Seeking consent for an affair would definitely change the dynamic of a relationship. In one case, the crisis so caused resulted in the couple establishing greater understanding and a stronger relationship. However, in some cases, the men did not see the point in distressing their wives as they believed they genuinely did not want sex. In other cases, the aim was to keep the peace until children grew up or to just keep the peace – announcing an affair would have been counter to that goal.

    I guess the way of managing such terrible situations would have been to try to resolve the issues before the relationship had broken down or become non-sexual, but sometimes that is not possible, especially with illness and incapacity. I wish life had worked out better for many of the people I meet online.

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  3. Well you know what I think regarding affairs. Many times the world is not black & white.People can be mismatched socially, personally as well as sexually. Yes the ideal answer is get a divorce, and if the ideal was in the grasp of each one of us there would be a lot less marital strife in the world. But we're human. We succumb to the temptations of the flesh. Good, bad, or indifferent it just is what it is.

    If you get to the point where your spouse is not giving you the emotional/spiritual/sexual satisfaction you are needing you have to move on.

    bj

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  4. BJ - thank you for your comment. I know your wisdom comes from hard-earned experience, so I always respect it. You remind me that even with all the goodwill in the world, and good health etc, some people will never be able to salvage their marriage because it was ill conceived in the first place – they were simply not compatible. Perhaps I should have entered another category of “the utterly desperate”. There are so many ties that bind in a marriage above the mere contract, so a divorce may not be easy or desirable, even if there is no emotional/sexual/spiritual satisfaction as you so concisely said! It seems therefore unreasonable to insist someone be celibate and distant from what little comfort may be possible. Or perhaps more correct, that one should judge another harshly for a discrete affair.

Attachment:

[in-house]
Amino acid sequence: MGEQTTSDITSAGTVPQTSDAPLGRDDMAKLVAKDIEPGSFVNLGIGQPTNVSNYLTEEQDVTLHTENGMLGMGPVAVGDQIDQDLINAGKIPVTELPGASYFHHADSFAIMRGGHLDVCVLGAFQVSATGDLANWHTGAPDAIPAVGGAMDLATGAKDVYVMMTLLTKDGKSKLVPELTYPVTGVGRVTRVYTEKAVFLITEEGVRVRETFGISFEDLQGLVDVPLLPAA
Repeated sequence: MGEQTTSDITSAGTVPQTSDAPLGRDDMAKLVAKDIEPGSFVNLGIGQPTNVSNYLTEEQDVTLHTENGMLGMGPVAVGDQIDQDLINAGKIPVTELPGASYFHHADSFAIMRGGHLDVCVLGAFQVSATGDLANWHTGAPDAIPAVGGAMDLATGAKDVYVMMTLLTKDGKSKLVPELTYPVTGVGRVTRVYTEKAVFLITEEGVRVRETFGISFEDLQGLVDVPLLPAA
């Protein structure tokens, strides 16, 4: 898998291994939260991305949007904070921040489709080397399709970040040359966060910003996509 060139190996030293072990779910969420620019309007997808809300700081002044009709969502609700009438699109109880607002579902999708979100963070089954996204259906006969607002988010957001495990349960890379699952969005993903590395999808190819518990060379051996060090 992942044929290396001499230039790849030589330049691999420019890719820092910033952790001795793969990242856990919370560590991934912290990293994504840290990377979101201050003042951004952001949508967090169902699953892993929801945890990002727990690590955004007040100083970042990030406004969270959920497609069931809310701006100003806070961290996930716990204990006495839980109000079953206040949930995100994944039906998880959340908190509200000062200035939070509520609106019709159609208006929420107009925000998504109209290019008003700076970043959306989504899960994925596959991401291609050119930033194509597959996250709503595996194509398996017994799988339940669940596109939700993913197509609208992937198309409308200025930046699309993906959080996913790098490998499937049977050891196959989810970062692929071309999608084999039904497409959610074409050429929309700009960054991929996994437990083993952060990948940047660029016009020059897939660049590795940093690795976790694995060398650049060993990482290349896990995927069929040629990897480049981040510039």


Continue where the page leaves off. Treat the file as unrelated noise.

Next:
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  5. I am struggling with this very issue right now. I am a 46 year old male with many health issues but I want to have the sexual intimacy that my wife cant give me because of health issues on her part. We have been married for 10 years now, and I love her very much, I don't want to devorce her, and she loves me as well. We have been through so much together. But my heart is divided with someone else and I just don't know what to do.

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  6. Poor you! Please see my post of today 19 January 2013 - I've left a lot of advice. Please contact me again if you need more advice and support. C